Entering the High School years, ninth and tenth grade students now have the opportunity to pick and choose classes they find interesting and want to learn more about. Many students decide to take Economics (see Basic Economics Lessons) because the business world interest them and this course is the first step in deciding if working with finances is the step toward a future career.
Students find that their economics course, although has a lot to do with money and numbers, also is dependent upon a certain way of thinking. Honesty and morals is part of this course, as well as some psychology and future financial planning. Investments and where to invest their own money, as well as client’s money, becomes a risk and some students find after the first class comes to an end, economics is not for them.
The course usually is broken up into different sections from the basics, which ninth and tenth grade students attend, to the second level for the upper classmen to take. Also, students find the teacher not to be a math teacher but a Social Studies teacher! Why would a humanities teacher be teaching an economics course? As students attend these courses, they begin to understand why.
The students will learn about the costs and benefits of money in regard to the standard of living, income, markets, and trade. Teachers will discuss investments (see investments lessons): what they are, which ones are traditional, which ones are risky, market values of property, and the role that government partakes in our economic lives. Of course, with ninth and tenth graders working their first jobs, the most important concept to them all is taxes and how come half of their paycheck goes to FICA!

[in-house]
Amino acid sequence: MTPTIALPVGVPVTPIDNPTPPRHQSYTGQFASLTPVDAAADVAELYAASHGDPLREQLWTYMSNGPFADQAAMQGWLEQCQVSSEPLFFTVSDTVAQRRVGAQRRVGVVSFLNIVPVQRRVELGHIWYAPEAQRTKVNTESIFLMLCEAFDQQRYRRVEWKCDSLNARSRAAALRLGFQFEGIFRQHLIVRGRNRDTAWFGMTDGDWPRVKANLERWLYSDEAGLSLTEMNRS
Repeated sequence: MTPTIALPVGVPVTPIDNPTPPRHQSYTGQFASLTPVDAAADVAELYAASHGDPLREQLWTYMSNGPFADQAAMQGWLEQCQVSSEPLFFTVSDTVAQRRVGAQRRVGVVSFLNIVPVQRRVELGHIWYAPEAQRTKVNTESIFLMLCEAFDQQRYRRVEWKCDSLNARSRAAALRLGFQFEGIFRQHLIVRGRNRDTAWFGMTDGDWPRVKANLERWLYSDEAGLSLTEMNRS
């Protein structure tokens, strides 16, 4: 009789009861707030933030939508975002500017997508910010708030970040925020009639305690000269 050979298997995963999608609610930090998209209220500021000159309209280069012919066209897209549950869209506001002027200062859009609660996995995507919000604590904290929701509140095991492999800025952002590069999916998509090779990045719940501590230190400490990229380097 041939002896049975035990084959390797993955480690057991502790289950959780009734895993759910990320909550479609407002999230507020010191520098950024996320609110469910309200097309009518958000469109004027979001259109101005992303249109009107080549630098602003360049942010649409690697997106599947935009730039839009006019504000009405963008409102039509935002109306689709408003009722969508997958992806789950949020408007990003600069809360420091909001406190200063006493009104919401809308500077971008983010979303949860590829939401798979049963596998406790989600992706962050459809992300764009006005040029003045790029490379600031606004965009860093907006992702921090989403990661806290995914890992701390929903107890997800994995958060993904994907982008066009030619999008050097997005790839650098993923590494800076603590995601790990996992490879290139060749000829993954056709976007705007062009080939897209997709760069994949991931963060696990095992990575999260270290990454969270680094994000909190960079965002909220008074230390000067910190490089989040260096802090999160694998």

After the course is complete, then students understand why a math teacher usually does not teach this course. Many humanities teachers majored in economics or had once worked in the field from a stockbroker, real estate broker, lawyer, and beyond. Teachers show students how to analyze the market, learn business ethics, how competition and consumer choices determine the market value, as well as the laws of supply and demand.
Economic courses are considered an elective and not in place of any math courses. Typically, ninth and tenth grade students are taking this course because they chose to. In addition, many students find a new respect for their Social Studies teachers when they are teaching them a subject they find interest in.
Since electives last for half a year, after economics is complete; students can take business management, advertisement, minorities, or psychology the second half of the school year to add to their knowledge of beginning to understand the financial world.
Many of the economic concepts are only introduced in the first course and if students find interest in finances, there are many other business related courses and clubs they can join, now that they are in high school from DECA to being the treasurer of the student council.